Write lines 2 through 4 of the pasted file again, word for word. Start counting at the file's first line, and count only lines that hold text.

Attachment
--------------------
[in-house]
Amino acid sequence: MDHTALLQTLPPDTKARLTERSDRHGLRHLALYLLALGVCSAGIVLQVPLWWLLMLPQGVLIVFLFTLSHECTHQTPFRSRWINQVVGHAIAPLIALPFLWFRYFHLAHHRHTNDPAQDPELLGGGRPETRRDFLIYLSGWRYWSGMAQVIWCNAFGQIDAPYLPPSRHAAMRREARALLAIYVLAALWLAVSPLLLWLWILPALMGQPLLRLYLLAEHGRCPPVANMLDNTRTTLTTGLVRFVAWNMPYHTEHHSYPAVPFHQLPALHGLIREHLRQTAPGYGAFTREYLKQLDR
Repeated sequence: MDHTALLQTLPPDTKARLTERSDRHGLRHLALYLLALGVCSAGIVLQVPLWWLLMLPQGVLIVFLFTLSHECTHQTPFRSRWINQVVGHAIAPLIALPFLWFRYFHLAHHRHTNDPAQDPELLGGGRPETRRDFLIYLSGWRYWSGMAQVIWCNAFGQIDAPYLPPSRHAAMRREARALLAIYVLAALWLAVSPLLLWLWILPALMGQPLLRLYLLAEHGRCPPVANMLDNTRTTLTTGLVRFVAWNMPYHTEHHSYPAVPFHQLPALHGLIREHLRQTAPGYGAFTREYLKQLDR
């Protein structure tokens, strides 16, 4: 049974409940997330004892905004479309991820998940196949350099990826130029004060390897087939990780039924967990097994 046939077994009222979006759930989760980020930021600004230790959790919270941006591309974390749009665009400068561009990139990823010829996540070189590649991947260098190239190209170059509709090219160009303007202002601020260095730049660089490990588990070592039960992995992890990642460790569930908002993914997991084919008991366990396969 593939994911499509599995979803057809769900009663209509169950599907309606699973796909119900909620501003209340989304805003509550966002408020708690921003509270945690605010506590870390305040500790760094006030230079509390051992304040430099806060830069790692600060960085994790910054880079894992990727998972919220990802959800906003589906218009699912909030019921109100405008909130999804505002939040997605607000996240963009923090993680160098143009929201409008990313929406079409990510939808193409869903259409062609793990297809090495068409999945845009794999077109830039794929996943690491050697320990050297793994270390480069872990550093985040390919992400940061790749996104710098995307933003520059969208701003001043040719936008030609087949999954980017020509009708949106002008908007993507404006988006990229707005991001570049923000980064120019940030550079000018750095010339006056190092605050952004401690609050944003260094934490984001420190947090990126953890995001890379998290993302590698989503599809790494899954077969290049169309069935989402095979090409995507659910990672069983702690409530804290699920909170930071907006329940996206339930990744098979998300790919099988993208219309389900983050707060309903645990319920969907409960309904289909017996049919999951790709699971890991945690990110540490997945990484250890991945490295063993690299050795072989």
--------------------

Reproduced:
Amino acid sequence: MDHTALLQTLPPDTKARLTERSDRHGLRHLALYLLALGVCSAGIVLQVPLWWLLMLPQGVLIVFLFTLSHECTHQTPFRSRWINQVVGHAIAPLIALPFLWFRYFHLAHHRHTNDPAQDPELLGGGRPETRRDFLIYLSGWRYWSGMAQVIWCNAFGQIDAPYLPPSRHAAMRREARALLAIYVLAALWLAVSPLLLWLWILPALMGQPLLRLYLLAEHGRCPPVANMLDNTRTTLTTGLVRFVAWNMPYHTEHHSYPAVPFHQLPALHGLIREHLRQTAPGYGAFTREYLKQLDR
Repeated sequence: MDHTALLQTLPPDTKARLTERSDRHGLRHLALYLLALGVCSAGIVLQVPLWWLLMLPQGVLIVFLFTLSHECTHQTPFRSRWINQVVGHAIAPLIALPFLWFRYFHLAHHRHTNDPAQDPELLGGGRPETRRDFLIYLSGWRYWSGMAQVIWCNAFGQIDAPYLPPSRHAAMRREARALLAIYVLAALWLAVSPLLLWLWILPALMGQPLLRLYLLAEHGRCPPVANMLDNTRTTLTTGLVRFVAWNMPYHTEHHSYPAVPFHQLPALHGLIREHLRQTAPGYGAFTREYLKQLDR
């Protein structure tokens, strides 16, 4: 049974409940997330004892905004479309991820998940196949350099990826130029004060390897087939990780039924967990097994 046939077994009222979006759930989760980020930021600004230790959790919270941006591309974390749009665009400068561009990139990823010829996540070189590649991947260098190239190209170059509709090219160009303007202002601020260095730049660089490990588990070592039960992995992890990642460790569930908002993914997991084919008991366990396969 593939994911499509599995979803057809769900009663209509169950599907309606699973796909119900909620501003209340989304805003509550966002408020708690921003509270945690605010506590870390305040500790760094006030230079509390051992304040430099806060830069790692600060960085994790910054880079894992990727998972919220990802959800906003589906218009699912909030019921109100405008909130999804505002939040997605607000996240963009923090993680160098143009929201409008990313929406079409990510939808193409869903259409062609793990297809090495068409999945845009794999077109830039794929996943690491050697320990050297793994270390480069872990550093985040390919992400940061790749996104710098995307933003520059969208701003001043040719936008030609087949999954980017020509009708949106002008908007993507404006988006990229707005991001570049923000980064120019940030550079000018750095010339006056190092605050952004401690609050944003260094934490984001420190947090990126953890995001890379998290993302590698989503599809790494899954077969290049169309069935989402095979090409995507659910990672069983702690409530804290699920909170930071907006329940996206339930990744098979998300790919099988993208219309389900983050707060309903645990319920969907409960309904289909017996049919999951790709699971890991945690990110540490997945990484250890991945490295063993690299050795072989």